Categories: The Bible
What does the Bible say about tattoos?
One might think this would be a relatively straightforward question. After all, what could the Bible possibly say about tattoos?
Well, it turns out there is one Old Testament verse that is often translated into English in a way which speaks directly about tattoos. There is also one verse in the New Testament that is often interpreted to prohibit tattoos.
A little context and background on tattoos is helpful. During Bible times, tattoos were common in pagan culture and among pagan priests. Today, tattoos are often considered a matter of self-expression or part of accepted cultural practices. There is usually no connection with rituals or false religions today. Tattoos do not automatically connect someone with a particular worship practice, as they did in Bible times.
The English word "tattoo" comes from a Polynesian word that first appeared in writing after Captain Cook returned from Tahiti in the 18th century.
Old Testament –Leviticus 19:28
The Old Testament contains what appears to be a very specific prohibition against tattoos. In Leviticus 19:28 various English Bibles (New International Version, New King James, Revised Standard Version, The Message, etc.) translate a Hebrew word "tattoo." According to the NIV this verse reads, "Do not cut your bodies for the dead or put tattoo marks on yourselves. I am the LORD."
This translation seems pretty straightforward, however careful Bible readers know things are not always as they seem. In this case, the word "tattoo" might not the best translation of the original Hebrew word. In fact scholars aren't exactly sure what the Hebrew word means since it is only used in this one verse in the Bible.
A more accurate Hebrew rendering would be: "Ye shall not make any cuttings in your flesh for the dead, nor print any marks upon you: I am the LORD." (See American Standard Version, King James Version, New Revised Standard, etc.)
As is usually the case with Old Testament verses, the context of this particular verse is valuable. In this case, v. 28 is part of a larger section (vv. 26-31) where God is speaking to the people of Israel. At issue is their behavior in relation to other pagan cults. God doesn't want His people to eat bloody meat (26), practice divination (26), cut their hair like the cultic priests (27), cut their bodies for the dead (28), mark their bodies (28), participate in cultic prostitution (29), or to consult psychics (31). Verse 30 is a reminder to keep the Sabbath holy.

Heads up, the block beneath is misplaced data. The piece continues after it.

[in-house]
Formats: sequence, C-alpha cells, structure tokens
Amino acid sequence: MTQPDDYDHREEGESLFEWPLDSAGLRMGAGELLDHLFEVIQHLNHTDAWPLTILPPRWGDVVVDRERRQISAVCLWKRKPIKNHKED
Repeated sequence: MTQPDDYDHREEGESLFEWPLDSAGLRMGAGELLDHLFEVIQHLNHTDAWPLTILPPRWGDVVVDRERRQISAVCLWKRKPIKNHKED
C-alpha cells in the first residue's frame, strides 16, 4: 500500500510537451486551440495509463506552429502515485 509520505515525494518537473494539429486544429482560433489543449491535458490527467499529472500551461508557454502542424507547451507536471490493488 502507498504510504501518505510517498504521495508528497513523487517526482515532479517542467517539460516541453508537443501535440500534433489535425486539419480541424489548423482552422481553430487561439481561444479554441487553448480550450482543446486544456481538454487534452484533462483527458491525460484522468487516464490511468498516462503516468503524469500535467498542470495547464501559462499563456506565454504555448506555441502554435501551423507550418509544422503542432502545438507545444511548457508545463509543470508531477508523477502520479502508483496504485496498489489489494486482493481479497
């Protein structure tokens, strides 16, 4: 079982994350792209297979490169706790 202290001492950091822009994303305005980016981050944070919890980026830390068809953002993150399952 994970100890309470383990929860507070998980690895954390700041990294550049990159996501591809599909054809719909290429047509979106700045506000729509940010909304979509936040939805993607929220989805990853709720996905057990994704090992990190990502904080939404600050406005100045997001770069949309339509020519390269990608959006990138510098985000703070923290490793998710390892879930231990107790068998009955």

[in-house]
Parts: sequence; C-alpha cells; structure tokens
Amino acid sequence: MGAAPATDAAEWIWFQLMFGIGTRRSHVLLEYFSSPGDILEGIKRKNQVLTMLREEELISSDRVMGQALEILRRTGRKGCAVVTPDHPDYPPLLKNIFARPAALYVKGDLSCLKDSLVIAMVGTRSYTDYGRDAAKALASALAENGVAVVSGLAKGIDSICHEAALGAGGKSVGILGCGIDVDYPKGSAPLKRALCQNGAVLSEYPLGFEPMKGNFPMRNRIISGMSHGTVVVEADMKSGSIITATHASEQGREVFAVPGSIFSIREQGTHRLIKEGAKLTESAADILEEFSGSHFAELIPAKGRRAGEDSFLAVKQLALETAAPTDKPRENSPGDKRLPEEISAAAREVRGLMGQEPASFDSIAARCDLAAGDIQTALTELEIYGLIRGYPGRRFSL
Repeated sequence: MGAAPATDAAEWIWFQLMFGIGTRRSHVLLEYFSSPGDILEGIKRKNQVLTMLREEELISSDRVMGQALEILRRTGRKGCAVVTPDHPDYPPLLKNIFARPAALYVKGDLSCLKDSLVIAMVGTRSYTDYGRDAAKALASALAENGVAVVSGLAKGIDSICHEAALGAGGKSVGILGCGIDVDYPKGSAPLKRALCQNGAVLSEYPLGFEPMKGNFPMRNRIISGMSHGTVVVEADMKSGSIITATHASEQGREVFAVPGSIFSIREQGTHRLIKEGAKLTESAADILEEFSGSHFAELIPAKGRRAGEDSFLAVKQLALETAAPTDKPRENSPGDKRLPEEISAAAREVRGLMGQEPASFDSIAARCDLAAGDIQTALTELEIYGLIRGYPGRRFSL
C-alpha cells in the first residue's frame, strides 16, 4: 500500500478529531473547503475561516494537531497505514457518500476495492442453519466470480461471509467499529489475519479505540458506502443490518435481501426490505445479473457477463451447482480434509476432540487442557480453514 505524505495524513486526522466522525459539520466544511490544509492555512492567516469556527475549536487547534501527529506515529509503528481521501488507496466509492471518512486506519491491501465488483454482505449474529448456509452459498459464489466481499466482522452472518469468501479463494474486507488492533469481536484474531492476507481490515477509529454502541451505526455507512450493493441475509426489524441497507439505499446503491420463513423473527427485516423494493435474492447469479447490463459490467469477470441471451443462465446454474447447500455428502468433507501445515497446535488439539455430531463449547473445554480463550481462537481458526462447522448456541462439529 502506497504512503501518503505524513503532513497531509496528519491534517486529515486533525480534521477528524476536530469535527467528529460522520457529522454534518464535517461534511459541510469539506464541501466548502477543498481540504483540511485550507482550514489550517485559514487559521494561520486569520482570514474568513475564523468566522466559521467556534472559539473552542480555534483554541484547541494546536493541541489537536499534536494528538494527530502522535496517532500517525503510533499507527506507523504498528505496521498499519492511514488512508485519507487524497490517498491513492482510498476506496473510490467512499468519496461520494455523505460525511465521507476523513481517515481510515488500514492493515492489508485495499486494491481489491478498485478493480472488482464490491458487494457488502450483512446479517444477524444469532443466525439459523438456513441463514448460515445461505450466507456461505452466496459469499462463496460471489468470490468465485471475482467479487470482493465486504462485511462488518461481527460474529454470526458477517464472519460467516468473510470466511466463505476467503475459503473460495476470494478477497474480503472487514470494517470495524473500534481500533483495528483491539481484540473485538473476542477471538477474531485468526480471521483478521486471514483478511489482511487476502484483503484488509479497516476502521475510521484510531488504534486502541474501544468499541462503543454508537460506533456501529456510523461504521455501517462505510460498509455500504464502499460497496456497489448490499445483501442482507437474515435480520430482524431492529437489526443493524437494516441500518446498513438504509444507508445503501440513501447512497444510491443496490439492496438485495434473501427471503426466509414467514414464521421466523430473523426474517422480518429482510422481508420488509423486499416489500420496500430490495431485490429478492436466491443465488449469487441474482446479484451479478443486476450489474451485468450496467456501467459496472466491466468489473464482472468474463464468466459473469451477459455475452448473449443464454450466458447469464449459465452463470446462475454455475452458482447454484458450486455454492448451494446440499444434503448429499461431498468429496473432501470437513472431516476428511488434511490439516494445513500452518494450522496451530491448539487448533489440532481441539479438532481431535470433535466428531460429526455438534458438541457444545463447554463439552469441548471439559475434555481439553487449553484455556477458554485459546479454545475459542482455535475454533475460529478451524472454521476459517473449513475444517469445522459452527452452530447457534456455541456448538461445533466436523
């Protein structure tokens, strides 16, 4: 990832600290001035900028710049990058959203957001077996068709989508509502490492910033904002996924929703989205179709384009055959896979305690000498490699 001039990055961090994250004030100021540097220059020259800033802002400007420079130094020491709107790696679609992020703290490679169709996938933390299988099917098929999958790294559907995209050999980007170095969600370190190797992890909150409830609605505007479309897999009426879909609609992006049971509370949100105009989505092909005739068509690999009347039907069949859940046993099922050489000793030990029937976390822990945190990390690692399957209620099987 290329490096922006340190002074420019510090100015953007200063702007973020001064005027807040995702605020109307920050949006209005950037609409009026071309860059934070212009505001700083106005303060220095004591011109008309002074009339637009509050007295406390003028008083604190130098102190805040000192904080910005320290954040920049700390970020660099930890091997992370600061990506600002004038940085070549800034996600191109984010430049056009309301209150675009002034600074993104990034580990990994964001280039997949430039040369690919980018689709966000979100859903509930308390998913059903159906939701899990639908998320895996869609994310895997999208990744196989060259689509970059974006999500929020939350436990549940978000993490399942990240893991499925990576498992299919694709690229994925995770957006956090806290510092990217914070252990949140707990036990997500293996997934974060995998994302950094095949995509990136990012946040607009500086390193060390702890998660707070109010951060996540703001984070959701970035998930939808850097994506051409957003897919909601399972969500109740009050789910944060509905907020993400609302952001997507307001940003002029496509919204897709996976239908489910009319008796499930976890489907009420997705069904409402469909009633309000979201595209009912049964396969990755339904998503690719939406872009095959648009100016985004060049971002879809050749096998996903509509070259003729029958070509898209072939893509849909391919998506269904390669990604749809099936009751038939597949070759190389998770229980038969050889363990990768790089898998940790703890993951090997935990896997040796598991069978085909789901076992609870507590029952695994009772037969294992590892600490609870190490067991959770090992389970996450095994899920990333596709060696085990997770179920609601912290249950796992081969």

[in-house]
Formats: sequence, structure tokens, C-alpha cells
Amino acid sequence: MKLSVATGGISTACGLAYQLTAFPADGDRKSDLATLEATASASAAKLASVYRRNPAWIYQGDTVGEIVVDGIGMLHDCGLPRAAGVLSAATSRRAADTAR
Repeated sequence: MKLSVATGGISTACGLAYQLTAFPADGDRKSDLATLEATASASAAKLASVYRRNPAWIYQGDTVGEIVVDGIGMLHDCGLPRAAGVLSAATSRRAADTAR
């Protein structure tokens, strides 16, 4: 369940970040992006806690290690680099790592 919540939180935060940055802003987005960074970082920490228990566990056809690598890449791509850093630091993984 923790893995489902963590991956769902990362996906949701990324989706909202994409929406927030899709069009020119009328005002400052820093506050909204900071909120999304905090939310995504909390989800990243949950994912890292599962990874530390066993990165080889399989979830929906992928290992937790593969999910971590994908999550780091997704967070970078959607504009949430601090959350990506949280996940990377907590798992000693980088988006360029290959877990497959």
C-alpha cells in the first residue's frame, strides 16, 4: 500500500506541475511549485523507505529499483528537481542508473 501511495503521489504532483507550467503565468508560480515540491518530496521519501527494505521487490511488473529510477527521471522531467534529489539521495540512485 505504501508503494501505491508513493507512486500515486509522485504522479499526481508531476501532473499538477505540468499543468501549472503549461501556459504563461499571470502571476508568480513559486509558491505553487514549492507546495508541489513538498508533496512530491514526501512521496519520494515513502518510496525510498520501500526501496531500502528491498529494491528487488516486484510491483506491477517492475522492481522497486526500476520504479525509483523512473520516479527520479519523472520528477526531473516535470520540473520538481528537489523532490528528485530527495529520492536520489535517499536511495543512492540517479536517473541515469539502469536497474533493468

All of these practices would lead the people away from the true God and lead them toward false gods. Most scholars, therefore, think the point of "marking the body" is in relation to cultic religious worship. It's clear, however, that the Israelites shouldn't do it.
Thus for many Jews tattooing is prohibited from an Old Testament point of view. It is additionally problematic due to the modern-day association with the tattoos done in Nazi concentration camps.
Christians generally don't cite this verse when opposing tattoos, since Christians don't follow most of the religious laws in the Old Testament. This is most likely due to St. Paul's understanding of the law in the Old Testament. He stated clearly in Romans 6:14, "You are not under the law, but under grace." This freed Christians from the requirements of the Hebrew religious laws – including the dietary laws and circumcision.
New Testament – I Corinthians 6:19-20
The New Testament contains a verse that is commonly used to by Christian opponents of tattoos – I Corinthians 6:19-20. The New International Version translates these two verses as, "Do you not know that your bodies are temples of the Holy Spirit, who is in you, whom you have received from God? You are not your own; you were bought at a price. Therefore honor God with your bodies." Opponents of tattoos argue that any mark on the body defiles God's creation in some ways.
There will always be people who take a Bible verse out of context and use it as a proof text for one viewpoint or another. (A quick Google search of "tattoo" and "bible" will reveal a lot of vociferous comments.) But context matters and, ultimately, whether or not the Bible has any authority on this subject is a matter of conscience.
There are still modern cultural issues to consider, as well as motivation. Is the tattoo a form of expression or rebellion? Will it still have been a good idea ten years from now? One is reminded of a common saying: "Unlike love, a tattoo really is forever."